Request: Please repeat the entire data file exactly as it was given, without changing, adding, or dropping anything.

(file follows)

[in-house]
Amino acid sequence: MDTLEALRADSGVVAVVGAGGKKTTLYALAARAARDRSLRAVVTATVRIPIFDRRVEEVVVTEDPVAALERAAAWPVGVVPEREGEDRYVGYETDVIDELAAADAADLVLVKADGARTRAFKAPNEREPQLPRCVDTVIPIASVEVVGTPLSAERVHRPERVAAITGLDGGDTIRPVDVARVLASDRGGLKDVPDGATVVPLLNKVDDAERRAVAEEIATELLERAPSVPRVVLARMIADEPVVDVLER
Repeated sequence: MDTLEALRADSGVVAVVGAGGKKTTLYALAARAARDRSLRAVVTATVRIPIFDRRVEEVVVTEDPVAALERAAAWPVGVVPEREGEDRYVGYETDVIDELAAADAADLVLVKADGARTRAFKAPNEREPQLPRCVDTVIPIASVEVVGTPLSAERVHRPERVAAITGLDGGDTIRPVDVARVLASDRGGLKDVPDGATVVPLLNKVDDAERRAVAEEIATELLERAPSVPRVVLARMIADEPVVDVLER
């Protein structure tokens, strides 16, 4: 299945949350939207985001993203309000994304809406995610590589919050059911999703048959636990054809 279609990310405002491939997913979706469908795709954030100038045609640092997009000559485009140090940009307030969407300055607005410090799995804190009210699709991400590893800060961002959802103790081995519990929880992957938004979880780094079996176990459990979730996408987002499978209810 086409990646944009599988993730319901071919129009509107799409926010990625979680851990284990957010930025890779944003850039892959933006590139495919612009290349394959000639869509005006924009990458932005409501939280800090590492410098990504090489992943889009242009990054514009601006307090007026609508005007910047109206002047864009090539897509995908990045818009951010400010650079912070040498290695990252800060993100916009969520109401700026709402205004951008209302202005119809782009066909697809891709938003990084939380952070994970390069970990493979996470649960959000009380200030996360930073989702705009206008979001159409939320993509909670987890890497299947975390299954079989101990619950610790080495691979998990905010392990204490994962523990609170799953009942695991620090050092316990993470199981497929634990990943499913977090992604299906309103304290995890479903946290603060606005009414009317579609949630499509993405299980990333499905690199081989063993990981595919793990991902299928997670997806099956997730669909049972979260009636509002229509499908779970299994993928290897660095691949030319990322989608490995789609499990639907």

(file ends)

[in-house]
Amino acid sequence: MDTLEALRADSGVVAVVGAGGKKTTLYALAARAARDRSLRAVVTATVRIPIFDRRVEEVVVTEDPVAALERAAAWPVGVVPEREGEDRYVGYETDVIDELAAADAADLVLVKADGARTRAFKAPNEREPQLPRCVDTVIPIASVEVVGTPLSAERVHRPERVAAITGLDGGDTIRPVDVARVLASDRGGLKDVPDGATVVPLLNKVDDAERRAVAEEIATELLERAPSVPRVVLARMIADEPVVDVLER
Repeated sequence: MDTLEALRADSGVVAVVGAGGKKTTLYALAARAARDRSLRAVVTATVRIPIFDRRVEEVVVTEDPVAALERAAAWPVGVVPEREGEDRYVGYETDVIDELAAADAADLVLVKADGARTRAFKAPNEREPQLPRCVDTVIPIASVEVVGTPLSAERVHRPERVAAITGLDGGDTIRPVDVARVLASDRGGLKDVPDGATVVPLLNKVDDAERRAVAEEIATELLERAPSVPRVVLARMIADEPVVDVLER
């Protein structure tokens, strides 16, 4: 299945949350939207985001993203309000994304809406995610590589919050059911999703048959636990054809 279609990310405002491939997913979706469908795709954030100038045609640092997009000559485009140090940009307030969407300055607005410090799995804190009210699709991400590893800060961002959802103790081995519990929880992957938004979880780094079996176990459990979730996408987002499978209810 086409990646944009599988993730319901071919129009509107799409926010990625979680851990284990957010930025890779944003850039892959933006590139495919612009290349394959000639869509005006924009990458932005409501939280800090590492410098990504090489992943889009242009990054514009601006307090007026609508005007910047109206002047864009090539897509995908990045818009951010400010650079912070040498290695990252800060993100916009969520109401700026709402205004951008209302202005119809782009066909697809891709938003990084939380952070994970390069970990493979996470649960959000009380200030996360930073989702705009206008979001159409939320993509909670987890890497299947975390299954079989101990619950610790080495691979998990905010392990204490994962523990609170799953009942695991620090050092316990993470199981497929634990990943499913977090992604299906309103304290995890479903946290603060606005009414009317579609949630499509993405299980990333499905690199081989063993990981595919793990991902299928997670997806099956997730669909049972979260009636509002229509499908779970299994993928290897660095691949030319990322989608490995789609499990639907």